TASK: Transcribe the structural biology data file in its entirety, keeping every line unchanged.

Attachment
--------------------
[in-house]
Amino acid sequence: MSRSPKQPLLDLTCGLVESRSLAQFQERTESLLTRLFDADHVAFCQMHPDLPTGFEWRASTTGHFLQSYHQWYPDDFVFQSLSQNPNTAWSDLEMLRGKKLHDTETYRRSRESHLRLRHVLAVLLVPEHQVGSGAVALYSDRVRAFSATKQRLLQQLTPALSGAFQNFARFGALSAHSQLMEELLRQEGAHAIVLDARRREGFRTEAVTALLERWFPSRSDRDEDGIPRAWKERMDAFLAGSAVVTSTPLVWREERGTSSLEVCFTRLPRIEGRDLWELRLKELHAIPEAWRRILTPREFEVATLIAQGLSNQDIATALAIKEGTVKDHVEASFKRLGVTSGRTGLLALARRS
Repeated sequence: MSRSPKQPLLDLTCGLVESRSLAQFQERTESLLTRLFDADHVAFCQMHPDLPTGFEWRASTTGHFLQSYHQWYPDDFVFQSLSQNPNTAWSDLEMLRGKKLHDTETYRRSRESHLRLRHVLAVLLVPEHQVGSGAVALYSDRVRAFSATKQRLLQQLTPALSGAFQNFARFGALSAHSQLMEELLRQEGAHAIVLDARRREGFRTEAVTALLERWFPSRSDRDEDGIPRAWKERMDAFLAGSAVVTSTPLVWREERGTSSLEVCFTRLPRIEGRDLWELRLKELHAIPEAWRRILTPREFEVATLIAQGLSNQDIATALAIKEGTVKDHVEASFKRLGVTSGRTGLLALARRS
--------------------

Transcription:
[in-house]
Amino acid sequence: MSRSPKQPLLDLTCGLVESRSLAQFQERTESLLTRLFDADHVAFCQMHPDLPTGFEWRASTTGHFLQSYHQWYPDDFVFQSLSQNPNTAWSDLEMLRGKKLHDTETYRRSRESHLRLRHVLAVLLVPEHQVGSGAVALYSDRVRAFSATKQRLLQQLTPALSGAFQNFARFGALSAHSQLMEELLRQEGAHAIVLDARRREGFRTEAVTALLERWFPSRSDRDEDGIPRAWKERMDAFLAGSAVVTSTPLVWREERGTSSLEVCFTRLPRIEGRDLWELRLKELHAIPEAWRRILTPREFEVATLIAQGLSNQDIATALAIKEGTVKDHVEASFKRLGVTSGRTGLLALARRS
Repeated sequence: MSRSPKQPLLDLTCGLVESRSLAQFQERTESLLTRLFDADHVAFCQMHPDLPTGFEWRASTTGHFLQSYHQWYPDDFVFQSLSQNPNTAWSDLEMLRGKKLHDTETYRRSRESHLRLRHVLAVLLVPEHQVGSGAVALYSDRVRAFSATKQRLLQQLTPALSGAFQNFARFGALSAHSQLMEELLRQEGAHAIVLDARRREGFRTEAVTALLERWFPSRSDRDEDGIPRAWKERMDAFLAGSAVVTSTPLVWREERGTSSLEVCFTRLPRIEGRDLWELRLKELHAIPEAWRRILTPREFEVATLIAQGLSNQDIATALAIKEGTVKDHVEASFKRLGVTSGRTGLLALARRS